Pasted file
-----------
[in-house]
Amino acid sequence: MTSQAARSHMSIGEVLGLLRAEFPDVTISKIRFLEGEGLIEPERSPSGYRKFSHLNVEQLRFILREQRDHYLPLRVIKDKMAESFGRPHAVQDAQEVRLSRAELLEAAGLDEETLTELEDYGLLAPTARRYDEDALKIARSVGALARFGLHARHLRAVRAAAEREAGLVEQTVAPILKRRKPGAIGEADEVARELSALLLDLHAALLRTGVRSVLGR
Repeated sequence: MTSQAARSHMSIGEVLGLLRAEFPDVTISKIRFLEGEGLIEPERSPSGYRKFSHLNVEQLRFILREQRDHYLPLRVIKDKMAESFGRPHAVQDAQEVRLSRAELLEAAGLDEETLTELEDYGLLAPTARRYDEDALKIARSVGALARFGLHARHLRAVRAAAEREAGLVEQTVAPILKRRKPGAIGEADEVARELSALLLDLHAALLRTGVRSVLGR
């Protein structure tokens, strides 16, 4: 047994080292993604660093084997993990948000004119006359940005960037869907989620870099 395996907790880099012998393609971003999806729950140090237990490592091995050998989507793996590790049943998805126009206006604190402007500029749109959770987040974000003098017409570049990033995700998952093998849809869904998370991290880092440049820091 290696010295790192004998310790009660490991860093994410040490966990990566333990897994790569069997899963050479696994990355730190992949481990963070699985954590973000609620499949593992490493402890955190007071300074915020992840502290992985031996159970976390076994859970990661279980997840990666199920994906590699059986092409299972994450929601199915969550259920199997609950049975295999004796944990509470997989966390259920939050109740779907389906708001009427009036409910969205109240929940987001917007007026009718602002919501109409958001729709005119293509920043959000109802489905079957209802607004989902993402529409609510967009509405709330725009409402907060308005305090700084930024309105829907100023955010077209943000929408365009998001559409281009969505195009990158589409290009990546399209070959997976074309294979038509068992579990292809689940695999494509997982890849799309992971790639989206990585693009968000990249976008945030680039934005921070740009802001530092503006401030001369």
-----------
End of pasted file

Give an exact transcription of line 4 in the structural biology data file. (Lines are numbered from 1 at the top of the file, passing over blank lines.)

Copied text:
């Protein structure tokens, strides 16, 4: 047994080292993604660093084997993990948000004119006359940005960037869907989620870099 395996907790880099012998393609971003999806729950140090237990490592091995050998989507793996590790049943998805126009206006604190402007500029749109959770987040974000003098017409570049990033995700998952093998849809869904998370991290880092440049820091 290696010295790192004998310790009660490991860093994410040490966990990566333990897994790569069997899963050479696994990355730190992949481990963070699985954590973000609620499949593992490493402890955190007071300074915020992840502290992985031996159970976390076994859970990661279980997840990666199920994906590699059986092409299972994450929601199915969550259920199997609950049975295999004796944990509470997989966390259920939050109740779907389906708001009427009036409910969205109240929940987001917007007026009718602002919501109409958001729709005119293509920043959000109802489905079957209802607004989902993402529409609510967009509405709330725009409402907060308005305090700084930024309105829907100023955010077209943000929408365009998001559409281009969505195009990158589409290009990546399209070959997976074309294979038509068992579990292809689940695999494509997982890849799309992971790639989206990585693009968000990249976008945030680039934005921070740009802001530092503006401030001369």